Little India of Penang

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Organized by Badan Warisan Malaysia in collaboration with Think City Institute.

Live Webinar Details

Date: Saturday, 17 April 2021
Time: 2:00 PM (Kuala Lumpur, GMT+8)
Topic: Little India of Penang
Speaker: Preveena Balakrishnan
Moderator: Anand Krishnan, Council Member, Badan Warisan Malaysia
Free Admission

ABOUT THE TALK

Preveena will be talking about Little India’s living multi-cultural heritage as depicted by various religious and cultural practices of the society, multi-ethnic culture authenticity & originality traditional trades, such as ethnic food & beverage and spices trading. Traditional trades enhancing the traditional concept of urban design would be explored.

Little India is very rich in living their multi-cultural heritage as depicted by various religious and cultural practices of the society. The Little India consists of Market Street, known as the Kadai Teru or the street of shops by early Tamils in Penang. It is known as Ellammuchanthee among the Tamil community and the British called it Chola Place of Little Madras. The vast majority of Indians – mostly Tamil Malayalee, Gujaratis, Punjabis and Telegus – are textile traders, spice merchants, sundry shop owners, otthu kadaai, small/tea or food stall operators, restaurants owners, newspaper vendors and jewellery shop owners along Market Street. On Penang Street, the whole stretch is dominated by restaurants ranging from non-vegetarian to pure vegetarian, tailoring shops and sweets shops. The end of Penang Street is called Cheeti Teeru, where the chettiars kettinggi and Rathum Kothai (chariot) are located at King Street, Padavukara Tharuva Theeru. Oothu Kadai or Peti Kadai and Tea Kadai are unique features of Little India. Chulia Street has a variety of shops and the Nagore Shrine, a replica of the shrine in India. Queen Street is largely dominated by the Tamil Indian Muslims involved in the import -export business, are jewellers, money changers, as well as operators of restaurants, tea and food stalls, newspaper stalls and stevedoring. The Muslim food vendors do not sell beef as a sign of respect to the residing deity of Queen Street in the Maha Mariamman Temple; this respect extends to the Hindu Communities within Little India.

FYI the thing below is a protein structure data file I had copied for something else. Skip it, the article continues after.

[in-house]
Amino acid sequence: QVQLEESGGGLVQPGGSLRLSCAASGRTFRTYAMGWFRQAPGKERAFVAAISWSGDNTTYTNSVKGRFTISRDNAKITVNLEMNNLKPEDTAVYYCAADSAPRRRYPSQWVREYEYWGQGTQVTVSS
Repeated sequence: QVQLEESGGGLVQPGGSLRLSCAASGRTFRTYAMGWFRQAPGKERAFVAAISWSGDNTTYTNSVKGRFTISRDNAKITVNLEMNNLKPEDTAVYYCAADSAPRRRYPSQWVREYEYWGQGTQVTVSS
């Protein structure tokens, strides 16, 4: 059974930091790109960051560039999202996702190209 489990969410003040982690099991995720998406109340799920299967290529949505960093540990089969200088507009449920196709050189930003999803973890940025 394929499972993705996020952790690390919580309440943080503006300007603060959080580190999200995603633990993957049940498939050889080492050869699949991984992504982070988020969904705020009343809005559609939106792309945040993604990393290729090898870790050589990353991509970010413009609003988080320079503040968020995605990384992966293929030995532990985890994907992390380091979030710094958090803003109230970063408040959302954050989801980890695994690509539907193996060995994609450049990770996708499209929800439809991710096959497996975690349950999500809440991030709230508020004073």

ABOUT THE SPEAKER

As a heritage and cultural heritage researcher, Preveena received her first degree in Accounting and was a practicing Accountant before switching her career to the heritage and cultural field. Her MBA thesis focused on the sustainability of traditional trade within George Town, Penang, after the UNESCO World Heritage Listing. She is currently a PhD Research Scholar at University Science Malaysia, conducting research bearing the title “Industry-Academia Collaboration Framework: Towards a Sustainable Corporate” and she contributes to Penang Monthly mainly on Indian Heritage and History. Her works include oral documentation of several aspects of the Indian Malaysian cultural heritage. She has made oral history recordings of World War 2 experiences, traditional food, traditional trades, changes in the transportation system, use of spaces and communities. Through her associations with GTWHI and an extensive network, Preveena has created a whole range of oral history collection in the Tamil language.

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